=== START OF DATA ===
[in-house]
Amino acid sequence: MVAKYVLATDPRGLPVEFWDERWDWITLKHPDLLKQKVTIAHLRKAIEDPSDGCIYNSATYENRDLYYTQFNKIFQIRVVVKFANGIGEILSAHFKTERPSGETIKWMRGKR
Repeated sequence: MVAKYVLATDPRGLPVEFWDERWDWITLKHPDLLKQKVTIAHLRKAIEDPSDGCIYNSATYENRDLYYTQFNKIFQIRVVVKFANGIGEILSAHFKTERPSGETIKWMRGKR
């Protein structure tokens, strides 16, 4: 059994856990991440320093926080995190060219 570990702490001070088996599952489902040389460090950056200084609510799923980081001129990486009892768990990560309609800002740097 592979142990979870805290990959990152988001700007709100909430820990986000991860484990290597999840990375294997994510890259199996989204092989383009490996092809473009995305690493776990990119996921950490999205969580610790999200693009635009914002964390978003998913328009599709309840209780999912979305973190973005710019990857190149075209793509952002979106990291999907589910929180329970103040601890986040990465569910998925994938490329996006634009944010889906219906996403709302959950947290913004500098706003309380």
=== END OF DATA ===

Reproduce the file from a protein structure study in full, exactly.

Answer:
[in-house]
Amino acid sequence: MVAKYVLATDPRGLPVEFWDERWDWITLKHPDLLKQKVTIAHLRKAIEDPSDGCIYNSATYENRDLYYTQFNKIFQIRVVVKFANGIGEILSAHFKTERPSGETIKWMRGKR
Repeated sequence: MVAKYVLATDPRGLPVEFWDERWDWITLKHPDLLKQKVTIAHLRKAIEDPSDGCIYNSATYENRDLYYTQFNKIFQIRVVVKFANGIGEILSAHFKTERPSGETIKWMRGKR
């Protein structure tokens, strides 16, 4: 059994856990991440320093926080995190060219 570990702490001070088996599952489902040389460090950056200084609510799923980081001129990486009892768990990560309609800002740097 592979142990979870805290990959990152988001700007709100909430820990986000991860484990290597999840990375294997994510890259199996989204092989383009490996092809473009995305690493776990990119996921950490999205969580610790999200693009635009914002964390978003998913328009599709309840209780999912979305973190973005710019990857190149075209793509952002979106990291999907589910929180329970103040601890986040990465569910998925994938490329996006634009944010889906219906996403709302959950947290913004500098706003309380």